groups were sleep disorders, tiredness, feeling weak and exhaustion. The next most frequently cited problems in the therapy group were soft tissue rheumatic disorders and abdominal symptoms; in the control group, problems with concentrating and disorders of the circulation. Slightly more problems were mentioned by patients in the therapy group than patients in the control group (36 to 29).

At the start of the course of therapy, no statistically significant difference in the

activity values of the enzymatic indicators of liver cell damage tested could be detected between the two groups (tables, 3, 4 and 5, baseline columns)

Change in GOT value

Table 3 gives the GOT values determined experimentally after 4, 8 and 12 weeks of treatment, as compared with those for the untreated controls. Experimental values which exceed the upper normal value are marked with a > symbol. A graphical representation of the GOT values (median with confidence interval) is shown in figures IA (BICOM group) and 1B (controls). It can be seen that the median and the upper confidence interval for the BICOM group after completion of treatment (12 weeks)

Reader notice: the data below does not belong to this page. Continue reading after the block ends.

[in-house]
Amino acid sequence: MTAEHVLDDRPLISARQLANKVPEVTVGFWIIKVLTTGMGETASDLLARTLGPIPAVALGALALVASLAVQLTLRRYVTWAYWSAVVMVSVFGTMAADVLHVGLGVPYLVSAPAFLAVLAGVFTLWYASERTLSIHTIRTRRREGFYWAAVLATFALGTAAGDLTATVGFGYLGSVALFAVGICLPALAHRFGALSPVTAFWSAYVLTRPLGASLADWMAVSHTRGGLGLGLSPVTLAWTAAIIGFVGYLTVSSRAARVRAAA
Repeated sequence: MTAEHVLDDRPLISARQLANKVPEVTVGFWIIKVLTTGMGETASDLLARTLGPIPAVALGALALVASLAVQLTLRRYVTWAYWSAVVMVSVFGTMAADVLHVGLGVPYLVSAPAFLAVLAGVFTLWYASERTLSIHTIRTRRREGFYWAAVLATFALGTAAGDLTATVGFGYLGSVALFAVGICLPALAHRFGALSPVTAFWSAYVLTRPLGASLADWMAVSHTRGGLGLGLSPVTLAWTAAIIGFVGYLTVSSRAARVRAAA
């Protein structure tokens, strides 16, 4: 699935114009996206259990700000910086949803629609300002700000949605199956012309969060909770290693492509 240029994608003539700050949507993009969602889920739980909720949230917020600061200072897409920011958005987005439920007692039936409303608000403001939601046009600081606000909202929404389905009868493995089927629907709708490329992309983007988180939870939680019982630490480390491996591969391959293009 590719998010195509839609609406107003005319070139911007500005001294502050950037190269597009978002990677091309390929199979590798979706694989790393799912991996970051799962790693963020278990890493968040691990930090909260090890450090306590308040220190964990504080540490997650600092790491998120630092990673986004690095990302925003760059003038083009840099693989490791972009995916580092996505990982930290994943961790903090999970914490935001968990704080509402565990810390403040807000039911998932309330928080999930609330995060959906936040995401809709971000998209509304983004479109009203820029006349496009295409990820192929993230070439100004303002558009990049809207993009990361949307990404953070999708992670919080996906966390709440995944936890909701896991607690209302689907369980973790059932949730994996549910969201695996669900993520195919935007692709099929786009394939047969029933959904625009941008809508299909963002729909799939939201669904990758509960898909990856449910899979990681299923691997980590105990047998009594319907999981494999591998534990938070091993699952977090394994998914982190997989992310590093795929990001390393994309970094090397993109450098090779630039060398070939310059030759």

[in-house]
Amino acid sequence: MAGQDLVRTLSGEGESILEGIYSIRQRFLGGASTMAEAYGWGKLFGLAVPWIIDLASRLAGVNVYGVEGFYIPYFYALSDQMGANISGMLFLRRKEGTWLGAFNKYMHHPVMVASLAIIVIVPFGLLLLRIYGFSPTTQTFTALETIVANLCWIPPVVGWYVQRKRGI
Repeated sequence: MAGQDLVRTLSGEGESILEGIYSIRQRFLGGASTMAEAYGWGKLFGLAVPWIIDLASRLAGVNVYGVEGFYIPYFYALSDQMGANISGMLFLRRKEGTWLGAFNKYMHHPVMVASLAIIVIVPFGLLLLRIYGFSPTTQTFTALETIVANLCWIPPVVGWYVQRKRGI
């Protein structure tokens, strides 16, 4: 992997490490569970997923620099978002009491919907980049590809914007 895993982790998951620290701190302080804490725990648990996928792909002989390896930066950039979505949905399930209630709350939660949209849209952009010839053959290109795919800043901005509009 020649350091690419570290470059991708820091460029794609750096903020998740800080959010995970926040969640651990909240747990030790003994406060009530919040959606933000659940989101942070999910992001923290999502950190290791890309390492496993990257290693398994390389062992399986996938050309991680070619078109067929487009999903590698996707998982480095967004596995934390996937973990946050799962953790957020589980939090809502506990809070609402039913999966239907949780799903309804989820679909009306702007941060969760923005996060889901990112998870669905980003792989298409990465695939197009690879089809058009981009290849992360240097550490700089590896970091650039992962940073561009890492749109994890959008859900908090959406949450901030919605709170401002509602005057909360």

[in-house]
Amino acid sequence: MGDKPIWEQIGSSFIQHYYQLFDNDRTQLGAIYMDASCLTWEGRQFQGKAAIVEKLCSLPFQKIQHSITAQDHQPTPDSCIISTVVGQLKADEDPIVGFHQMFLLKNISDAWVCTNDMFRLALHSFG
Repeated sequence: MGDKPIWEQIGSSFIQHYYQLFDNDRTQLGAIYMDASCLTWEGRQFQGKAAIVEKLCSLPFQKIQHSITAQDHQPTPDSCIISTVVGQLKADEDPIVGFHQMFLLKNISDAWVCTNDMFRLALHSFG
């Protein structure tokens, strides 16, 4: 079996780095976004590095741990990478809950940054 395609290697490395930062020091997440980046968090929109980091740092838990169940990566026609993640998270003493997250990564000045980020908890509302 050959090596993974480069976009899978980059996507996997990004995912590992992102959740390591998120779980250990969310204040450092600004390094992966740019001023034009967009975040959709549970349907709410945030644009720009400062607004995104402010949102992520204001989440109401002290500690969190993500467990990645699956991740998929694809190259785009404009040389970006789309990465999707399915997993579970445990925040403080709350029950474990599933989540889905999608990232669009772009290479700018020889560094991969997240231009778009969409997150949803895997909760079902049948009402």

lies within the normal range for GOT activities. The control group does not exhibit any normalisation of GOT values at all. The average percentage decrease in GOT activity in the BICOM group was 42% after 12 weeks as compared with a 4% decrease after 12 weeks in the control group.

Change in GPT value

Table 4 gives the experimental GPT values after 4, 8 and 12 weeks. A graphical representation of the GPT values is shown in figures 2A (BICOM group) and 2B (controls). The median for the BICOM group after 12 weeks’ treatment lies within the normal range. The control group did not exhibit any normalisation of GOT values. The average percentage decrease in GOT activity in the BICOM group was 50% after 12 weeks’ treatment as compared with a 5% decrease in the control group.

Change in the gamma-GT value

Table 5 gives the gamma-GT values determined experimentally after 4, 8 and 12 weeks of treatment. A graphical representation of the gamma-GT values (median and confidence interval) is shown in figures 3A (BICOM group) and 3B (controls). The gamma-GT values also reached the normal range after 12 weeks’ treatment (BICOM group). On the other hand, the values for the controls remained virtually unchanged. The average percentage decrease in gamma-GT activity in the BICOM group was 38% after 12 weeks’. In the control group, a decrease in gamma-GT activity of only 7% was observed.

  1. Discussion

The low degree of acceptance of holistic methods of therapy from the point ofview of medicine based on natural science is based essentially on two points: